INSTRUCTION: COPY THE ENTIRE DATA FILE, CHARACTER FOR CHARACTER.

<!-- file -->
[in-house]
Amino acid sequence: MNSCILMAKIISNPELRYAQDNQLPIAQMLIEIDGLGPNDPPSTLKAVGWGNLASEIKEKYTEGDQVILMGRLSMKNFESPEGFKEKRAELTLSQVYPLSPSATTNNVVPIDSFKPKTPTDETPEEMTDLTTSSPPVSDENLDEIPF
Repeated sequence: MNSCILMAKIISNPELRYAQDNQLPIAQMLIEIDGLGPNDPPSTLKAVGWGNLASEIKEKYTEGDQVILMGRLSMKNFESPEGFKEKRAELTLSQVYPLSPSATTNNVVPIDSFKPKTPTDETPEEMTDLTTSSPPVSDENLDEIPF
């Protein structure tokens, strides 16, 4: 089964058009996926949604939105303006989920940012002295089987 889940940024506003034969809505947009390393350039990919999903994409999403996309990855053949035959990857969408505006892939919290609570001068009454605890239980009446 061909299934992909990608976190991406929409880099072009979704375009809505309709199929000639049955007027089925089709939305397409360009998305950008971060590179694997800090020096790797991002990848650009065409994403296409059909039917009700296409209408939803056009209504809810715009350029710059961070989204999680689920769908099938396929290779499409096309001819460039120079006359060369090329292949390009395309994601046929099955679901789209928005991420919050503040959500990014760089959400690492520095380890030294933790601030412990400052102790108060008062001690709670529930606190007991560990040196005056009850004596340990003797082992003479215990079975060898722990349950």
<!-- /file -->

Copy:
[in-house]
Amino acid sequence: MNSCILMAKIISNPELRYAQDNQLPIAQMLIEIDGLGPNDPPSTLKAVGWGNLASEIKEKYTEGDQVILMGRLSMKNFESPEGFKEKRAELTLSQVYPLSPSATTNNVVPIDSFKPKTPTDETPEEMTDLTTSSPPVSDENLDEIPF
Repeated sequence: MNSCILMAKIISNPELRYAQDNQLPIAQMLIEIDGLGPNDPPSTLKAVGWGNLASEIKEKYTEGDQVILMGRLSMKNFESPEGFKEKRAELTLSQVYPLSPSATTNNVVPIDSFKPKTPTDETPEEMTDLTTSSPPVSDENLDEIPF
């Protein structure tokens, strides 16, 4: 089964058009996926949604939105303006989920940012002295089987 889940940024506003034969809505947009390393350039990919999903994409999403996309990855053949035959990857969408505006892939919290609570001068009454605890239980009446 061909299934992909990608976190991406929409880099072009979704375009809505309709199929000639049955007027089925089709939305397409360009998305950008971060590179694997800090020096790797991002990848650009065409994403296409059909039917009700296409209408939803056009209504809810715009350029710059961070989204999680689920769908099938396929290779499409096309001819460039120079006359060369090329292949390009395309994601046929099955679901789209928005991420919050503040959500990014760089959400690492520095380890030294933790601030412990400052102790108060008062001690709670529930606190007991560990040196005056009850004596340990003797082992003479215990079975060898722990349950």